This week’s newsletter however had a feature entitled Five things about women and the vote. “On the 100th anniversary of it becoming legal for some women to vote in national elections for the first time, Dr Sarah Richardson shares five things you may not know about women and the vote.” It is a great example of communicating about research to a wider audience. And it left me wanting to find out more.

Warwick Campus has many well designed ‘places’ for informal meetings and exchange. But the online ‘spaces’ are informational, rather than provoking the discourses needed to develop an economy of meaning. I think academic places need to explore how they can link to online participation and exchange through spaces. It will take time – a small first step would be to stream Dr. Richardson’s forthcoming talks on Warwickshire Women and the Fight for the Vote.

 

 

 

Skills on their own are not enough

February 5th, 2018 by Graham Attwell

electrnicengineerI have been involved in research in Vocational Education and Training for a long time. Vocational  Education and Training is a strange thing. Although always popular in the German speaking countries, for a long time it went out of fashion in many countries.  With the emergence of the Knowledge Economy, went the story, we needed more people with higher qualifications. Mass university education was the answer.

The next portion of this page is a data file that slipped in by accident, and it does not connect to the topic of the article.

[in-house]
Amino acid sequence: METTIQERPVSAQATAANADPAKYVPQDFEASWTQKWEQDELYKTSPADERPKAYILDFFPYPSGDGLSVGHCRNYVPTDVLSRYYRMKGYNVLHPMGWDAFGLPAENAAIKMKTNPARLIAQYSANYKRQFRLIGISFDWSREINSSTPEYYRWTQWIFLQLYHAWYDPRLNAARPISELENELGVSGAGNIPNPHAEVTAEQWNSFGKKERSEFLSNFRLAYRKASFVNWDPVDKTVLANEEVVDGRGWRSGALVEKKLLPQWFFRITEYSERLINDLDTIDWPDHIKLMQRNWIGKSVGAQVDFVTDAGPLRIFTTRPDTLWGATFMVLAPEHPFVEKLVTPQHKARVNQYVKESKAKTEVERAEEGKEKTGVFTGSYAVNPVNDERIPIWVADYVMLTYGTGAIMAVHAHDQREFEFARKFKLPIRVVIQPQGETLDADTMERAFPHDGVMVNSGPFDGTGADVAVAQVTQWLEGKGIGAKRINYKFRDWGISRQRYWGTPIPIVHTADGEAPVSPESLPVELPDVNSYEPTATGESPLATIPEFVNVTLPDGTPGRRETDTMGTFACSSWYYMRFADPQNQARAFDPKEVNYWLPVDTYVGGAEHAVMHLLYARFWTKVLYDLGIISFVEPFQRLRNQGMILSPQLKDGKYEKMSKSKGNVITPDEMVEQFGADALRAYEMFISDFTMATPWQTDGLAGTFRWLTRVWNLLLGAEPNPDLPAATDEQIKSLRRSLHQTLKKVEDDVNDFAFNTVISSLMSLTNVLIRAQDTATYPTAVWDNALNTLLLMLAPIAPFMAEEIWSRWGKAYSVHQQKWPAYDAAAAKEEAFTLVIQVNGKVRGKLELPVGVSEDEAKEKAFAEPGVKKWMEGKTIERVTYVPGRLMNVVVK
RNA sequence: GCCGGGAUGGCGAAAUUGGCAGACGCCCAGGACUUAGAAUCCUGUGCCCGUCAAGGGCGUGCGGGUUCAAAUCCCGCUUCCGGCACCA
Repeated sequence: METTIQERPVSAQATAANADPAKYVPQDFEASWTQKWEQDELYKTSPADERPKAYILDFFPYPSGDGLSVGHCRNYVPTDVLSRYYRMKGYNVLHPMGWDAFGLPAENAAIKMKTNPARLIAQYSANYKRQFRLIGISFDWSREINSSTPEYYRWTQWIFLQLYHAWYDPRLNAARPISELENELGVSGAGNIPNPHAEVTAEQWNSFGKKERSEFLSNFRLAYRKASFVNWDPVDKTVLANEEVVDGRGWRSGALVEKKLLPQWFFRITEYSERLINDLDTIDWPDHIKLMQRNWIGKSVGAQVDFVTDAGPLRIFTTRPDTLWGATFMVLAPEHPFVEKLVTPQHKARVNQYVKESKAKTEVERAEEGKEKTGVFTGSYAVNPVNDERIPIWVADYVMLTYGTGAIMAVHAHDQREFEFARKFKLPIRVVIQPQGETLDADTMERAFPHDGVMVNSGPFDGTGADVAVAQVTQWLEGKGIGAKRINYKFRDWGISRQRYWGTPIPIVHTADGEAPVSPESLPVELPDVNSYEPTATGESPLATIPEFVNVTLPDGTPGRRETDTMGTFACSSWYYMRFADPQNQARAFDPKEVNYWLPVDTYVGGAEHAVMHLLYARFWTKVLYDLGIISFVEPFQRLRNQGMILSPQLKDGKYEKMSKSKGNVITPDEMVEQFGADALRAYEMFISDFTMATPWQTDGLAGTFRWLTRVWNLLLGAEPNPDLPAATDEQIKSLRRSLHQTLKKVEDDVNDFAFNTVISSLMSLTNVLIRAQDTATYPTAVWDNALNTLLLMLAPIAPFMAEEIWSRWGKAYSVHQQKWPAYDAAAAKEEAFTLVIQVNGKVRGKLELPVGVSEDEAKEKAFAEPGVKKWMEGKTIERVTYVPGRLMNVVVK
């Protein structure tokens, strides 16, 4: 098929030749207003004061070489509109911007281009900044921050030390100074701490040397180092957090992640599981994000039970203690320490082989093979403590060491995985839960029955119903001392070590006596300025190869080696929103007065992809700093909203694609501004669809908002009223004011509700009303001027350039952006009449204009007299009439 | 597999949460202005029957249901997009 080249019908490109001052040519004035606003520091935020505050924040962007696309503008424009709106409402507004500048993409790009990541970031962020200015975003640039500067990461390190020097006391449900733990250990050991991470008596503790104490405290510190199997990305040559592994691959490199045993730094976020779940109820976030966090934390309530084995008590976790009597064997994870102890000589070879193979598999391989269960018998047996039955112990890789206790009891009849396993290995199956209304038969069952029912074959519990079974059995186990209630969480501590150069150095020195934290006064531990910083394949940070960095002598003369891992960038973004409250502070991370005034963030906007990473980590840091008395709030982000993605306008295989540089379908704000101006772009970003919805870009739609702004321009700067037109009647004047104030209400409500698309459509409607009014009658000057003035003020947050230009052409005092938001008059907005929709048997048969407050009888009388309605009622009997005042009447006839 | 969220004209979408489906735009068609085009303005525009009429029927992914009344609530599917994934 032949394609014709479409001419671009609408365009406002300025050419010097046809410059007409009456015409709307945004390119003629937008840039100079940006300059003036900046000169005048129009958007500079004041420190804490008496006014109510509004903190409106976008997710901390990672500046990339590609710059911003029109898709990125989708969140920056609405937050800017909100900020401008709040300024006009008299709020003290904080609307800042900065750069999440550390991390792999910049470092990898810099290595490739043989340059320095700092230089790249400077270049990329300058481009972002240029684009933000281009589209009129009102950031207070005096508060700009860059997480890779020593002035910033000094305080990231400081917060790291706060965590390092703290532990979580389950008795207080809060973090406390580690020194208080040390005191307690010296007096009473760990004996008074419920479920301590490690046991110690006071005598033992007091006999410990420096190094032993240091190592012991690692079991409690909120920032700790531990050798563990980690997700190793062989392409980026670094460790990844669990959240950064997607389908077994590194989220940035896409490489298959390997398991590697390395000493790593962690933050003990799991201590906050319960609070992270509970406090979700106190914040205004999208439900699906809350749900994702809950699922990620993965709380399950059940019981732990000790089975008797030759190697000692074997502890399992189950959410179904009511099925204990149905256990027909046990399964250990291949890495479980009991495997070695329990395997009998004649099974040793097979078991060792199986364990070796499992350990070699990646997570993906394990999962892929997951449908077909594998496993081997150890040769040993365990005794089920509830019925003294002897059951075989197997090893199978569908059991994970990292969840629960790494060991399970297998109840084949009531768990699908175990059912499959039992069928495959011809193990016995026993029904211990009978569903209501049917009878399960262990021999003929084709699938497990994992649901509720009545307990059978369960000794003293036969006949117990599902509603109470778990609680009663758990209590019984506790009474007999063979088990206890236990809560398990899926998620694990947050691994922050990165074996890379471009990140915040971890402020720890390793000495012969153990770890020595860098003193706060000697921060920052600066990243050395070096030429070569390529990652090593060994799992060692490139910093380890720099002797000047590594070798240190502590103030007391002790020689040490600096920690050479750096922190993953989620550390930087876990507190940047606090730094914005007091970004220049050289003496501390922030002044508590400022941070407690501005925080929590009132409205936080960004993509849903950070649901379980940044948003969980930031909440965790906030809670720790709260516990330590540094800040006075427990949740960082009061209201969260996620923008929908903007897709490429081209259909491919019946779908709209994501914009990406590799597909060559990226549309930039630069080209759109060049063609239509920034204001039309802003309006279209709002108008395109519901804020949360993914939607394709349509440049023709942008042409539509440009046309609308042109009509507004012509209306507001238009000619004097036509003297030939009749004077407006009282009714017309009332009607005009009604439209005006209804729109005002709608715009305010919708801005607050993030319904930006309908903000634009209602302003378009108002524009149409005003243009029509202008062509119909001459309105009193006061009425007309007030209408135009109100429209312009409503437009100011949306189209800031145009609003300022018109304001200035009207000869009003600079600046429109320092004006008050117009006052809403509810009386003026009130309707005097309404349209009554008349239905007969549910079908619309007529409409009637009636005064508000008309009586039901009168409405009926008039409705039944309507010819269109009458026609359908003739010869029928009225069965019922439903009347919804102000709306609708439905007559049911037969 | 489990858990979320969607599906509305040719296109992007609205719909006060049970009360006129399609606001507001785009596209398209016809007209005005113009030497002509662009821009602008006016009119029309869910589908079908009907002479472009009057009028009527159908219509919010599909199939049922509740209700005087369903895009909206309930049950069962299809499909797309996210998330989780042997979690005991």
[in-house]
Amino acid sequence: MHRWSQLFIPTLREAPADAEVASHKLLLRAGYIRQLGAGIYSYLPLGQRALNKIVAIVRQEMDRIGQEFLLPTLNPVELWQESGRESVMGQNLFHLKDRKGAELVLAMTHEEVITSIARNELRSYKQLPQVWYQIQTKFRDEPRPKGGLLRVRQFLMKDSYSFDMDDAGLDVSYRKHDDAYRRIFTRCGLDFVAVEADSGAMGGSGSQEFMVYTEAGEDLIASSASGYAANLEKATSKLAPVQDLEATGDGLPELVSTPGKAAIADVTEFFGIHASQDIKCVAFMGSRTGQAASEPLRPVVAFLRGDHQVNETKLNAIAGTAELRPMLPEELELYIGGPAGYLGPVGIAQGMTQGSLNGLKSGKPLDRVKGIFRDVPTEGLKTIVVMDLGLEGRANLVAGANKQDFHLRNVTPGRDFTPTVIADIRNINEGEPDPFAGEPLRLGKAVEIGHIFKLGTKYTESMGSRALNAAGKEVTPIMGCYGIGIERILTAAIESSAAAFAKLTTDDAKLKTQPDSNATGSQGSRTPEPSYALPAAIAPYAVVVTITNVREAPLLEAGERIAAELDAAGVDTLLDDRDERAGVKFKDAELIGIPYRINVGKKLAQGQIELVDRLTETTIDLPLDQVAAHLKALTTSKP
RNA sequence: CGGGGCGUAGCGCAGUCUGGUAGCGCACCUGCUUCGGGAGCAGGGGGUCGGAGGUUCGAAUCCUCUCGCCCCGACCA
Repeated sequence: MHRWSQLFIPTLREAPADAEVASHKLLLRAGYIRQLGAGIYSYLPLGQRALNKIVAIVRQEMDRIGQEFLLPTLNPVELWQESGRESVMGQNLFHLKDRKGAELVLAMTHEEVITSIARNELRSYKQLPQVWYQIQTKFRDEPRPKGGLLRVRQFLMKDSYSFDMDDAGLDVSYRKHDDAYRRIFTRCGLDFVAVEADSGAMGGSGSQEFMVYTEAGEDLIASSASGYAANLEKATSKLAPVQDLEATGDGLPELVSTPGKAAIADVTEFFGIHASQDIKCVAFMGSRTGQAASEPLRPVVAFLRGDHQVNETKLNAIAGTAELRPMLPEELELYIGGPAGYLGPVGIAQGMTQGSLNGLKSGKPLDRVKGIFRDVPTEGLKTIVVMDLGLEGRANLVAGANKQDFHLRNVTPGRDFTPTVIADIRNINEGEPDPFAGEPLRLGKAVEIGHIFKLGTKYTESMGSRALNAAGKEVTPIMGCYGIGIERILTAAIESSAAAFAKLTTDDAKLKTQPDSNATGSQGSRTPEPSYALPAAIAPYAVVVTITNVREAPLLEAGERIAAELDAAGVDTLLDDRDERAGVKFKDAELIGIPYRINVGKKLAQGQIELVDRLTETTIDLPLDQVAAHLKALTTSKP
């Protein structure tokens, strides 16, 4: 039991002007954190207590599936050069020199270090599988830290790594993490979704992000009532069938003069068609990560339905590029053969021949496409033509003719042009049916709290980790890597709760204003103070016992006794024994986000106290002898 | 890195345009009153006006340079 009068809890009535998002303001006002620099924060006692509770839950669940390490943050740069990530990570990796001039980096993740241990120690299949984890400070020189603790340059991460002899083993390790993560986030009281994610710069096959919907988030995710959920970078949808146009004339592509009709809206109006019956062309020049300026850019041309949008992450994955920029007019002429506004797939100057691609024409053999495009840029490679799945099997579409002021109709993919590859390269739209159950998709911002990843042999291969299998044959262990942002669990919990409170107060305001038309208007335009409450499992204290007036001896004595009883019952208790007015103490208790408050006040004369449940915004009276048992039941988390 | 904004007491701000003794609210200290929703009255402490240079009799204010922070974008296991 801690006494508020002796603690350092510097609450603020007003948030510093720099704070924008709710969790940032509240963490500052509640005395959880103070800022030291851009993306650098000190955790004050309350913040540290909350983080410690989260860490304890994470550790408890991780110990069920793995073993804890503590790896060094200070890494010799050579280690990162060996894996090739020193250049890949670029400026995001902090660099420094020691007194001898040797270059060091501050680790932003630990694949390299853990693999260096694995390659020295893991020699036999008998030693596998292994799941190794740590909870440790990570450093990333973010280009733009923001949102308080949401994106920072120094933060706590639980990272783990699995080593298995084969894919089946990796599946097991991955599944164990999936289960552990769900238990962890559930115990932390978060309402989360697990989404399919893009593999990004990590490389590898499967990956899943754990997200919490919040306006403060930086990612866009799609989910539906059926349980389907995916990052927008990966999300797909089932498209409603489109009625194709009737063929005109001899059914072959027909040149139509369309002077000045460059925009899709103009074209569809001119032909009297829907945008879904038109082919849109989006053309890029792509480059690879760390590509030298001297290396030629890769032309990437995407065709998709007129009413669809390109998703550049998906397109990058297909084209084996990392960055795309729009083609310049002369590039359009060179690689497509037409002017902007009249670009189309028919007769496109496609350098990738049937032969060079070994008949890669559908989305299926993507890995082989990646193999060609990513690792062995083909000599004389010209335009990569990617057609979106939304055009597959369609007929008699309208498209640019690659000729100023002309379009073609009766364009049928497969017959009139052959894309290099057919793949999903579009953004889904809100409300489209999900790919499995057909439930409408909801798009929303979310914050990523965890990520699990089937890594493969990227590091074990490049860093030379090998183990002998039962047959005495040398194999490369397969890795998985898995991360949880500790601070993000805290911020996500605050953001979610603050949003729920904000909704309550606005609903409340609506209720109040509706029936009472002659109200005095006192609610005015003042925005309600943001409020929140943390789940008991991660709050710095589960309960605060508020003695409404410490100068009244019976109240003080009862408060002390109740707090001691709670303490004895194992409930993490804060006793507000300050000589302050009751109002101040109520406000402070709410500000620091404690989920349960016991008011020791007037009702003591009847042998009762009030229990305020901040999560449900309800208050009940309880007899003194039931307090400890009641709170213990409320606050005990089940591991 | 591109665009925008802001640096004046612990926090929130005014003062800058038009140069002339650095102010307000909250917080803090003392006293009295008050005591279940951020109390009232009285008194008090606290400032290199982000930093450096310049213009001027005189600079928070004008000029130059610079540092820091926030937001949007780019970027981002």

With the financial crash in 2008 and the onset of austerity and ‘the crisis’, this argument started to fall apart.  For one thing universities are expensive to run and where in countries like the UK, students were charged fees, many started to bulk at the debts they were running up. At the same time employers were complaining about the lack of ‘employability skills’ from university leavers. And questions started to be raised about the best way of learning the technical skills which economies were now deemed to require.

Especially in south European countries, the crisis led to very high and persistent levels of youth unemployment (in Spain and Greece over 50 per cent). This was seen as politically uncomfortable.

The answer was to reinvent vocational education and training. The European Commission and many national governments alike have returned to the idea of apprenticeship for mediating the school to work process and offering an alternative route to qualification for unemployed young people.